Vijay Krishna Palepu ResearchCV

NOTE: Since graduating from UCI, I have let this website go terribly out of date. I am in the process of rebuilding this website. Visit back later for updates. -- Vijay, May 17 2018

Vijay Krishna

As a software engineer, I am principally interested in improving the methods and techniques for software debugging (i.e. finding and fixing software faults). I am particularly interested in developing the facilities and theory to enable software developers better understand, locate and fix software faults. My research currently looks at building, visualizing and studying models of runtime behavior of software components in order to facilitate software debugging which is a complex and ubiquitous activity within software engineering.

I graduated with a Ph.D. in Software Engineering, from the University of California, Irvine, where I was advised by Prof. James A. Jones at the Spider Lab. James' research is focused towards software testing, analysis (compile-time and run-time) and debugging. Before UCI, I obtained my undergrad degree in Computer Engineering, with a First Class with Distinction from the University of Pune, India.

CEREBRO
Hosted at: http://spideruci.github.io/cerebro
Cerebro, formerly known as "The Brain", reveals clusters of source code that co-execute to produce behavioral features of the program throughout and within executions. We created a clustered visualization of source-code that is informed by dynamic control flow of multiple executions; each cluster represents commonly interacting logic that composes software features. In addition, we render individual executions atop the clustered multiple-execution visualization as user-controlled animations to reveal characteristics of specific executions—these animations may provide exemplars for the clustered features and provide chronology for those behavioral features, or they may reveal anomalous behaviors that do not fit with the overall operational profile of most executions. Both the clustered multiple-execution view and the animated individual-execution view provide insights for the constituent behaviors within executions that compose behaviors of whole executions. Inspired by neural imaging of human brains of people who were subjected to various external stimuli, we designed and implemented Cerebro to reveal program activity during execution. The result has revealed the principal behaviors of execution. Those behaviors were revealed to be (in some cases) cohesive, modular source-code structures and (in other cases) cross-cutting, emergent behaviors involving multiple modules.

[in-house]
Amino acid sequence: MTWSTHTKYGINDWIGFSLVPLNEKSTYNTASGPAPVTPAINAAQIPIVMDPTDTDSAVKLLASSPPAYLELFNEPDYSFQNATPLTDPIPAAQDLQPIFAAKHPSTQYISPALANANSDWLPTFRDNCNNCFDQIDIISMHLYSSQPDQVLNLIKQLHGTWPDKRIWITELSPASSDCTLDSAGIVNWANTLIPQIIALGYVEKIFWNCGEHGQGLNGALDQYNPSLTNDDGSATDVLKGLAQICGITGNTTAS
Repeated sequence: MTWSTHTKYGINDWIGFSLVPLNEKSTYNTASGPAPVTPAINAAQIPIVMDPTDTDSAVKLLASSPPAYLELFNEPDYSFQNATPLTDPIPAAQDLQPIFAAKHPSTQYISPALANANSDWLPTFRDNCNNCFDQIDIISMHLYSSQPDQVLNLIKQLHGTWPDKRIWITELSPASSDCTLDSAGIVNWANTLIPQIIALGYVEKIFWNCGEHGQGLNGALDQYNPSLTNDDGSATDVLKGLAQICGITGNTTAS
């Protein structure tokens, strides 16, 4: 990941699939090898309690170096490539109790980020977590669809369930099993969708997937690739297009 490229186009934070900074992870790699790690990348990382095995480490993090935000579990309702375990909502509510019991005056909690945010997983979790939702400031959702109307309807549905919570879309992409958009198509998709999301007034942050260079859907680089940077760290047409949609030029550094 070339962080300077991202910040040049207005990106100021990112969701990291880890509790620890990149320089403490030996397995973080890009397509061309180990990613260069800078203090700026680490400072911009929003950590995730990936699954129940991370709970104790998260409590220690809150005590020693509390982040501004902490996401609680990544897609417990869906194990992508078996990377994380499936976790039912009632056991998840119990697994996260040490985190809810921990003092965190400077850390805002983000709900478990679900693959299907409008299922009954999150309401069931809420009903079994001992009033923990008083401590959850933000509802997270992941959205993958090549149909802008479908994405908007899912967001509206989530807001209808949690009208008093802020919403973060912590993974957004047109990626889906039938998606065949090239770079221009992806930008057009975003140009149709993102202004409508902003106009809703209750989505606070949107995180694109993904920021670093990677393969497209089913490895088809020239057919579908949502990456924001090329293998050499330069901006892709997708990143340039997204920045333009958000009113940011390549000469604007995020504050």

Today We Lack
Hosted at: http://treestrokes.github.io/today-we-lack/
"Today We Lack" is an attempt to harness the power of the internet and the data that it has accumulated over the years to understand what we as a people in India have been lacking for many years now, as reported by our news media. The premise of this project is simple: list out all the things that we lack in the country --- today, yesterday, the day before, or at any time in the past --- and someone, somewhere might want to do something about it.
We are collecting news headlines from websites such as the Times of India. From such a massive pool of headlines we are simply searching for those headlines that have the word 'lack' in it. We find that such headlines explicitly call out on things that we as a people lack, every now and then.
Take a look at this list of things that India lacks.
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